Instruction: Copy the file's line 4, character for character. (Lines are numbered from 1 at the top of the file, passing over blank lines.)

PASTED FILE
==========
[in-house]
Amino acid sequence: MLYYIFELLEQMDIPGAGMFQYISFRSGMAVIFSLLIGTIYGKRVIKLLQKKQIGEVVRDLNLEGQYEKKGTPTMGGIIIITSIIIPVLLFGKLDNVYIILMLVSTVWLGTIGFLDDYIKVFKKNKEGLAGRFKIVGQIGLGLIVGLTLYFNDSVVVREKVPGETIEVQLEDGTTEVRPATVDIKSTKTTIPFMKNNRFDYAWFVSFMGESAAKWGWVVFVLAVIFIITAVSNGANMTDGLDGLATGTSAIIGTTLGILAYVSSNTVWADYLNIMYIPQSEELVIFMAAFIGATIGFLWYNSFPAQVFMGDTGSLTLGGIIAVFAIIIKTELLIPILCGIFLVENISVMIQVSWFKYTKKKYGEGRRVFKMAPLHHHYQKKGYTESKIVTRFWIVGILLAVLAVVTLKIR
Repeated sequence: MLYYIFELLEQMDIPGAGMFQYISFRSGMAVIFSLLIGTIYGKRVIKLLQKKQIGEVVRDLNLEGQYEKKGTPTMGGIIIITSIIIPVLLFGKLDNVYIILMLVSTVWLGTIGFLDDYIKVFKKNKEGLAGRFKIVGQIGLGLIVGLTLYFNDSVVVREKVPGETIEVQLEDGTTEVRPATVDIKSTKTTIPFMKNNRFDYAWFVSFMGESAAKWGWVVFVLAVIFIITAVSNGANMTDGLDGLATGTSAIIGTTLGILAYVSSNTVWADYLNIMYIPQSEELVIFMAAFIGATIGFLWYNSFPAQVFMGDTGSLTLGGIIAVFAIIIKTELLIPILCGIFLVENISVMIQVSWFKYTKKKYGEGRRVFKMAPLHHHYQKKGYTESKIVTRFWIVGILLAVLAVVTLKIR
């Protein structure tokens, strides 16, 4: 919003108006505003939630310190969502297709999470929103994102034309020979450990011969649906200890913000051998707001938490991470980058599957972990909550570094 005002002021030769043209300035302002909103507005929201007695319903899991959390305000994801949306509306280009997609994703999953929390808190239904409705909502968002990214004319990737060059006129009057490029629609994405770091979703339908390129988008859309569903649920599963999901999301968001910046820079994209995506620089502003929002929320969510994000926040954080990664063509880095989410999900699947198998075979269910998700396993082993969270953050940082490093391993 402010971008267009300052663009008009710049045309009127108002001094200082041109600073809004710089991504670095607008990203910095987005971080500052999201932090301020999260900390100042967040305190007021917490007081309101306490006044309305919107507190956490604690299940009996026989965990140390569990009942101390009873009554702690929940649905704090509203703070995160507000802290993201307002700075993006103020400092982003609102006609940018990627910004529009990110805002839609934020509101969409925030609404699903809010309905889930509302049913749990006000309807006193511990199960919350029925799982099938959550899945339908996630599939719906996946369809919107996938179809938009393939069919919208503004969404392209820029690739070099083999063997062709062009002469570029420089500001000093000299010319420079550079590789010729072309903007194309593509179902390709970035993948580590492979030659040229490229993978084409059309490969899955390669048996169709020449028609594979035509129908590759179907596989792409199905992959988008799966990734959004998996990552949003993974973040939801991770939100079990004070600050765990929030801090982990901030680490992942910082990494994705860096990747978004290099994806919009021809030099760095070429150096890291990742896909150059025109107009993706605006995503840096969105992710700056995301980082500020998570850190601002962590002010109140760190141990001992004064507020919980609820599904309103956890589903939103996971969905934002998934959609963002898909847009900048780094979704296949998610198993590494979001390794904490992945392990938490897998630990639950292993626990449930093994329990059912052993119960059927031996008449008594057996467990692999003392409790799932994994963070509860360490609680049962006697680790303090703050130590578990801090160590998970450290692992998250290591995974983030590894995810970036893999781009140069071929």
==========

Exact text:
């Protein structure tokens, strides 16, 4: 919003108006505003939630310190969502297709999470929103994102034309020979450990011969649906200890913000051998707001938490991470980058599957972990909550570094 005002002021030769043209300035302002909103507005929201007695319903899991959390305000994801949306509306280009997609994703999953929390808190239904409705909502968002990214004319990737060059006129009057490029629609994405770091979703339908390129988008859309569903649920599963999901999301968001910046820079994209995506620089502003929002929320969510994000926040954080990664063509880095989410999900699947198998075979269910998700396993082993969270953050940082490093391993 402010971008267009300052663009008009710049045309009127108002001094200082041109600073809004710089991504670095607008990203910095987005971080500052999201932090301020999260900390100042967040305190007021917490007081309101306490006044309305919107507190956490604690299940009996026989965990140390569990009942101390009873009554702690929940649905704090509203703070995160507000802290993201307002700075993006103020400092982003609102006609940018990627910004529009990110805002839609934020509101969409925030609404699903809010309905889930509302049913749990006000309807006193511990199960919350029925799982099938959550899945339908996630599939719906996946369809919107996938179809938009393939069919919208503004969404392209820029690739070099083999063997062709062009002469570029420089500001000093000299010319420079550079590789010729072309903007194309593509179902390709970035993948580590492979030659040229490229993978084409059309490969899955390669048996169709020449028609594979035509129908590759179907596989792409199905992959988008799966990734959004998996990552949003993974973040939801991770939100079990004070600050765990929030801090982990901030680490992942910082990494994705860096990747978004290099994806919009021809030099760095070429150096890291990742896909150059025109107009993706605006995503840096969105992710700056995301980082500020998570850190601002962590002010109140760190141990001992004064507020919980609820599904309103956890589903939103996971969905934002998934959609963002898909847009900048780094979704296949998610198993590494979001390794904490992945392990938490897998630990639950292993626990449930093994329990059912052993119960059927031996008449008594057996467990692999003392409790799932994994963070509860360490609680049962006697680790303090703050130590578990801090160590998970450290692992998250290591995974983030590894995810970036893999781009140069071929």